The original version of this article incorrectly cited Otis Reid ’12 as an example of a student choosing finance as a career path. In fact, Reid will be working for consulting firm McKinsey & Company following graduation. In addition, the selection of one quote lacking context in the article inaccurately portrayed Reid’s tone in his interview with a Daily reporter. The Daily regrets the error.
Additionally, the article misattributed the following quote to Sanjay Saraf: “At Stanford, students hoping to pursue such careers are among a minority…”
Stanford students discuss pursuing Wall Street careers amid nationwide debate
Stanford students frantically try to secure summer internships and jobs upon graduation, the popularity and presence of prominent Wall Street firms such as Goldman Sachs and Morgan Stanley has led to a University-and nation-wide debate concerning the recruiting presence of these firms on campus.
“There are three things that draw students into finance: money, procedures and prestige,” said Sanjay Saraf ’12, a pre-med student.
Teryn Norris ’12 and Eli Pollak ’12 brought the debate to Stanford when they penned an Oct. 2011 op-ed in The Daily titled, “Stop the Wall Street Recruitment,” in which they claimed that over 15 percent of Stanford graduates continue to join Wall Street firms annually. The op-ed inspired the launch of the Stop the Brain Drain campaign, which aims to promote the public service industry as an alternative to finance.
Director of the Career Development Center (CDC) Lance Choy contested the 15 percent figure. According to him, only approximately 30 percent of the student body responds to the CDC career surveys from which Norris and Pollak extrapolated their information.
Pollak, however, argued that a 30 percent response rate “should be more than sufficient to yield a statistically significant sample.”
Norris expressed opposition toward the “magnitude of influence finance industries exercised over the U.S higher education system,” and particularly on recruitment advantages.
Choy, however, stated that the number of technical firms far outweighs that of finance firms at career fairs, citing that Google is by far the largest employer of Stanford students and has been for a number of years. He also stated that 160 firms participated in campus Cardinal Recruiting, out of which only 23 percent were finance firms.
While to most students Wall Street and money are closely tied, Norris said he does not believe money is the key reason Wall Street jobs appeal to students.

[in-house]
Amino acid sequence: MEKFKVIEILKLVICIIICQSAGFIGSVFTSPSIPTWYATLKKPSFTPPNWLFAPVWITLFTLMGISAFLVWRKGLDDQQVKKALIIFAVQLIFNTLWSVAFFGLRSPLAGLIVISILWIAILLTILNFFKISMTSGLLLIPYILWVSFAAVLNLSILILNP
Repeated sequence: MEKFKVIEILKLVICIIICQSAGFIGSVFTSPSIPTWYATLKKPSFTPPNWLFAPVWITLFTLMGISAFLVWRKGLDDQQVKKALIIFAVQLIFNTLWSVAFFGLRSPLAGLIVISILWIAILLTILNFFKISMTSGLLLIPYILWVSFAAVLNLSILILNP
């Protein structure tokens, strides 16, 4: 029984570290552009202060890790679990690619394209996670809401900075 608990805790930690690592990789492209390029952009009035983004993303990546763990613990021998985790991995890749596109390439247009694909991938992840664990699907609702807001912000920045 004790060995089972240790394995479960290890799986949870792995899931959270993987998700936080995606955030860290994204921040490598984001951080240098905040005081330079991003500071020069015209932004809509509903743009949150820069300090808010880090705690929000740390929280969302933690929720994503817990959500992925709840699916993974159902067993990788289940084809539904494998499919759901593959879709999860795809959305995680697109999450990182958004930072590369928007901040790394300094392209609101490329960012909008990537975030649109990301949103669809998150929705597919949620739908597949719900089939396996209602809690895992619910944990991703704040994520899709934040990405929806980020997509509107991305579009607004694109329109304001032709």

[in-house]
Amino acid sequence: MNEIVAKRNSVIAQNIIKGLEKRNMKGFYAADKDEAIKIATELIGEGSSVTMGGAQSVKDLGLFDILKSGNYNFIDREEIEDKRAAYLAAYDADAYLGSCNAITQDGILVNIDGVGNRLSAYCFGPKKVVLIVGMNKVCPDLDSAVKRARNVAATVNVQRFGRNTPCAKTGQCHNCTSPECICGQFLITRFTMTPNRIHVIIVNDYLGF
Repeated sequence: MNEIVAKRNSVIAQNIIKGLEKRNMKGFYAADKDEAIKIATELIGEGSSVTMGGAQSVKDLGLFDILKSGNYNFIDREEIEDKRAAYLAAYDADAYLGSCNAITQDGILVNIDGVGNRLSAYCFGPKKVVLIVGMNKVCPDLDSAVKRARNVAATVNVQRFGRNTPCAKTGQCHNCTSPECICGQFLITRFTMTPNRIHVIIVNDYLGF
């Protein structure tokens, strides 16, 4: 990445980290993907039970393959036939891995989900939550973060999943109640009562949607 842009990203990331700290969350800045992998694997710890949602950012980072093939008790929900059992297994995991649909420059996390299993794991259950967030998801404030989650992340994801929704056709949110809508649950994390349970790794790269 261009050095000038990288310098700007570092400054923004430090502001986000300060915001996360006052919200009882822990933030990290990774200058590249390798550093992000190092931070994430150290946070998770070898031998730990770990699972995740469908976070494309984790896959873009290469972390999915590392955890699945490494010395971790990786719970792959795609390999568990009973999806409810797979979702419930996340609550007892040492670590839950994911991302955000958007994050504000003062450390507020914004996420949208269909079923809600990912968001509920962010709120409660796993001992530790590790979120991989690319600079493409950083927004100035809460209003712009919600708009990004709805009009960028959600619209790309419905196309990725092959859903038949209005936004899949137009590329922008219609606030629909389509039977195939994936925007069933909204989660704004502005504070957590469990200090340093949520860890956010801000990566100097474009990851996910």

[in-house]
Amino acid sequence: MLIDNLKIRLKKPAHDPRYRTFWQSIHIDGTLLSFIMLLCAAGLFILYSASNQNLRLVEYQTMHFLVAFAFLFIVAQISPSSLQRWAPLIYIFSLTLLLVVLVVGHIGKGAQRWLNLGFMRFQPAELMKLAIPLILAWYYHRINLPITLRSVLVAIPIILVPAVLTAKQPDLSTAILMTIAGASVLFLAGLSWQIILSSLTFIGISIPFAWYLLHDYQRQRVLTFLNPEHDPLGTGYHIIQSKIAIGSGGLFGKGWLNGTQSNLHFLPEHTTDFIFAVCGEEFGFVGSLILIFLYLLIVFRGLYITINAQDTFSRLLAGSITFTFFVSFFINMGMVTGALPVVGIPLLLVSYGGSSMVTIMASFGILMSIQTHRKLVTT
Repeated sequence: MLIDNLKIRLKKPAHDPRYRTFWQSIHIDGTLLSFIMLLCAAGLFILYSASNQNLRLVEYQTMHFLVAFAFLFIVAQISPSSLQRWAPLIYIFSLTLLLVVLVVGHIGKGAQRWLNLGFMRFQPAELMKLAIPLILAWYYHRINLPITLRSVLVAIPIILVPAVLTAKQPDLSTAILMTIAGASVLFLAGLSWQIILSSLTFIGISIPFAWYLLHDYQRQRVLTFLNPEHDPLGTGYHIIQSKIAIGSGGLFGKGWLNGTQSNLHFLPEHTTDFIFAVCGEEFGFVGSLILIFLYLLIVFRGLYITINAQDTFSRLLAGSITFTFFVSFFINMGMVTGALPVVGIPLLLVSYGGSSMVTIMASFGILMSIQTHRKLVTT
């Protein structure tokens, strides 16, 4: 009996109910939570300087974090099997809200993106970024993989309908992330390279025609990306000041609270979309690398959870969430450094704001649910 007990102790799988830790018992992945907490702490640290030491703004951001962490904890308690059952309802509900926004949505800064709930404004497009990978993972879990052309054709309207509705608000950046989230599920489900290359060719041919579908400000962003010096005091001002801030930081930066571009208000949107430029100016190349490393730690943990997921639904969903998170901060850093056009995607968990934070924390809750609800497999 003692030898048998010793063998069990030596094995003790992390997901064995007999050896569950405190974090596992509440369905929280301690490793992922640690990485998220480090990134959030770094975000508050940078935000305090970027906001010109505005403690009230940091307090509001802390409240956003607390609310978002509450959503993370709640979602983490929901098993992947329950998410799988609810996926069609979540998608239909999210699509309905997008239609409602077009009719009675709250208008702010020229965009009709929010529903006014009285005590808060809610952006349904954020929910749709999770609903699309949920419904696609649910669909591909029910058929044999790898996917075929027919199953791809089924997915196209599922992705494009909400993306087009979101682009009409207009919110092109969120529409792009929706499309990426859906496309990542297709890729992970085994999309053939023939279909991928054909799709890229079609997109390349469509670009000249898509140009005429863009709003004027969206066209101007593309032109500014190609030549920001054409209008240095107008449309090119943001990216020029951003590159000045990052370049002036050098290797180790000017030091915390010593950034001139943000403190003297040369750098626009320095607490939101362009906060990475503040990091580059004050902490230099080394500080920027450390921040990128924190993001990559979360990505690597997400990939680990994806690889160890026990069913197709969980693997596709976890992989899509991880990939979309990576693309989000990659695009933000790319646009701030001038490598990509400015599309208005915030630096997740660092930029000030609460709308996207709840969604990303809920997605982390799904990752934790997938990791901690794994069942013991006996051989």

“Money is not primarily the issue,” Norris said. “It is really more about what is promoted by the CDC and the recruitment process. A part of it is cultural and what people call a good career.”
Many students also believe that a Wall Street job can provide them with valuable skills and tools for future endeavors in other fields.
“Few students going the investment banking or consulting route plan to build a career in these fields,” said Shahryar Malik ’12, who plans to pursue a consulting career himself.
“Rather they see their first two years out of college as a way to learn practical skills and a professional work ethic they can apply to business more broadly,” he added. “It allows them to get a cross-sectional view of many different industries.”
Bloomberg View columnist Ezra Klein argued in a Feb. 2012 column that this promise to “give graduates the skills their [liberal arts] university education didn’t” is a structural problem of U.S. higher education titled “Harvard’s liberal arts failure is Wall Street’s gain.”
“There is uncertainty about what one will do after graduation,” Norris said. “Due to the weakness of alternative career tracks, which are not as clear, and [the fact that they] do not have as much skill-based training, students end up opting for a finance job.”
Emma Pierson ’13, president of the Stanford Debate Society, noted that a large portion of her fellow debaters tend to opt for a finance job.
“You can definitely do good for the world through finance and consulting, but more so through other paths,” she said. “I have met some of the smartest people in debates, and they could do so much more good for the world by going into something like research.”
Saraf echoed this point.
“I am not saying that finance is bad, but if you make a start-up that helps out even a hundred people, I think that will make more of a global impact than working in investment banking or consulting,” she said.
Other students say they feel that the entire issue is not as problematic as presented, arguing that Stanford graduates are less inclined toward Wall Street than their East Coat counterparts. According to The New York Times , 14 percent of Yale graduates, 17 percent of Harvard graduates and 35.9 percent of Princeton graduates pursue finance careers.
“At Stanford, students hoping to pursue such careers are among a minority,” Malik said. “In some sense, I think the Occupy Movement has taken Wall Street recruiting at Stanford out of proportion.”
And for some, a career is finance is no less legitimate than any other.
“I believe that if you are really interested in entrepreneurship or tech, go do it. If you are really interested in going directly into government or nonprofit, go do it,” said Otis Reid ’12, who plans to work for consulting firm McKinsey & Company following graduation. “If you are interested in finance…it will be hard for me to…say ‘I know you are interested in finance, but you should go and work in a nonprofit.’”